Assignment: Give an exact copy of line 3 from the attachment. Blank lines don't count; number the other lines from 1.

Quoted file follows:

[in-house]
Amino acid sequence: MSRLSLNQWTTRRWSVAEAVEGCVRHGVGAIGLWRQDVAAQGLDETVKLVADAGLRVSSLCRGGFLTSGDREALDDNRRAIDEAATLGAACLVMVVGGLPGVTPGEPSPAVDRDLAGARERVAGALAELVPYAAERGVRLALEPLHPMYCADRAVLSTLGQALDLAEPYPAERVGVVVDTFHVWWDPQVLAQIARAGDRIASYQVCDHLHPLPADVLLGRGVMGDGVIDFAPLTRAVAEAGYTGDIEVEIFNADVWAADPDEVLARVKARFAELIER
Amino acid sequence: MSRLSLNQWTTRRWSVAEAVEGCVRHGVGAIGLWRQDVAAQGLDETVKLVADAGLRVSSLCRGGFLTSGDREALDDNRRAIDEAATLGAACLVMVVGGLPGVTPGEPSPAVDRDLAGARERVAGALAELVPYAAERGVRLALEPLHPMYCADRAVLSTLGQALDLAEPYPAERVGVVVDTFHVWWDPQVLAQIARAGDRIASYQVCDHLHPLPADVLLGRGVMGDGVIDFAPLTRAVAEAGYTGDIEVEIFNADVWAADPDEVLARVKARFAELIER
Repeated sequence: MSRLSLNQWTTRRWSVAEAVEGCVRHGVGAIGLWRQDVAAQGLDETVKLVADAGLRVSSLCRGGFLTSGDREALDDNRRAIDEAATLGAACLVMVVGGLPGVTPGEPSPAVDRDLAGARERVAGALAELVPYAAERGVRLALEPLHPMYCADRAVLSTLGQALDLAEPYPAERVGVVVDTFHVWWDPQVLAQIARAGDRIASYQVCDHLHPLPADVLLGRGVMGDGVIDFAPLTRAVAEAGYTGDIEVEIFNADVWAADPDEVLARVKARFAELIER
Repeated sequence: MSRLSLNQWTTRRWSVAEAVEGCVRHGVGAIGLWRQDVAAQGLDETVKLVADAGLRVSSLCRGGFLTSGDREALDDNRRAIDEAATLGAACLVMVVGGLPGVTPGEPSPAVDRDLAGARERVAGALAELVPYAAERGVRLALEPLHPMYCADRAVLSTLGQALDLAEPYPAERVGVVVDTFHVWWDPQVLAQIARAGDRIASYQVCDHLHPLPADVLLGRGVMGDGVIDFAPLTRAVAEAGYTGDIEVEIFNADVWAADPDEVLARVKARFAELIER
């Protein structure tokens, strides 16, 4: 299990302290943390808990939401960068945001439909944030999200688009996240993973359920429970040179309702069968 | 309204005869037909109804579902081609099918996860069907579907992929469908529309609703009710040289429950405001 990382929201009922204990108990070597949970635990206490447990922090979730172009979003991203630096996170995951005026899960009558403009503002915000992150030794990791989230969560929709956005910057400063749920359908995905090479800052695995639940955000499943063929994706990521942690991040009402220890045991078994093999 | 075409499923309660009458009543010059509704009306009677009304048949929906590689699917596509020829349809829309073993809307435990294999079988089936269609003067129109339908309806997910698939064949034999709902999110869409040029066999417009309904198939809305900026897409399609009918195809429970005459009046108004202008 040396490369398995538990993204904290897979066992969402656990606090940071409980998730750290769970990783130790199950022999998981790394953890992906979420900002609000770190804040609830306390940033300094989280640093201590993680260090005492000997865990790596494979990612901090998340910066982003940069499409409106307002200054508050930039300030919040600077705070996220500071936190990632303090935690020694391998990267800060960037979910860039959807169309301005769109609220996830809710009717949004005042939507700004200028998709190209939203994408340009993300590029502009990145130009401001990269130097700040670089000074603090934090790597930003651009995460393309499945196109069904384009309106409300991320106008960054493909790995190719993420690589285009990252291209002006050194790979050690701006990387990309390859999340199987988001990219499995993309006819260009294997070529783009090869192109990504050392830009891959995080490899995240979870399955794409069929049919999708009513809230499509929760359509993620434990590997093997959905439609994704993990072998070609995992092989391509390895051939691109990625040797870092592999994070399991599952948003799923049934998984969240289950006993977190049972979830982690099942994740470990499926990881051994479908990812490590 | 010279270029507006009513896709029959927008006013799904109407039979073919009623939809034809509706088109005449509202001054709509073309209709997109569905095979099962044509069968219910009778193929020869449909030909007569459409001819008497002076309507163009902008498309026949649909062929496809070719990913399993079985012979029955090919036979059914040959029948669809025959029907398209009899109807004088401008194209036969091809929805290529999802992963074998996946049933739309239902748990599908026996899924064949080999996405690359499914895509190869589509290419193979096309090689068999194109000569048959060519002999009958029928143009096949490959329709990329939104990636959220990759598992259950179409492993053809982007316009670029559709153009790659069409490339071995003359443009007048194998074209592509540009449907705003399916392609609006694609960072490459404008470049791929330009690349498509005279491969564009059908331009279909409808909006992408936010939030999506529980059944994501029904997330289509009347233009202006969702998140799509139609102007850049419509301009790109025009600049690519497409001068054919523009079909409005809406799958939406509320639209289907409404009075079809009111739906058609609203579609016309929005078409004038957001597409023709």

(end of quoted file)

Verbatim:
Amino acid sequence: MSRLSLNQWTTRRWSVAEAVEGCVRHGVGAIGLWRQDVAAQGLDETVKLVADAGLRVSSLCRGGFLTSGDREALDDNRRAIDEAATLGAACLVMVVGGLPGVTPGEPSPAVDRDLAGARERVAGALAELVPYAAERGVRLALEPLHPMYCADRAVLSTLGQALDLAEPYPAERVGVVVDTFHVWWDPQVLAQIARAGDRIASYQVCDHLHPLPADVLLGRGVMGDGVIDFAPLTRAVAEAGYTGDIEVEIFNADVWAADPDEVLARVKARFAELIER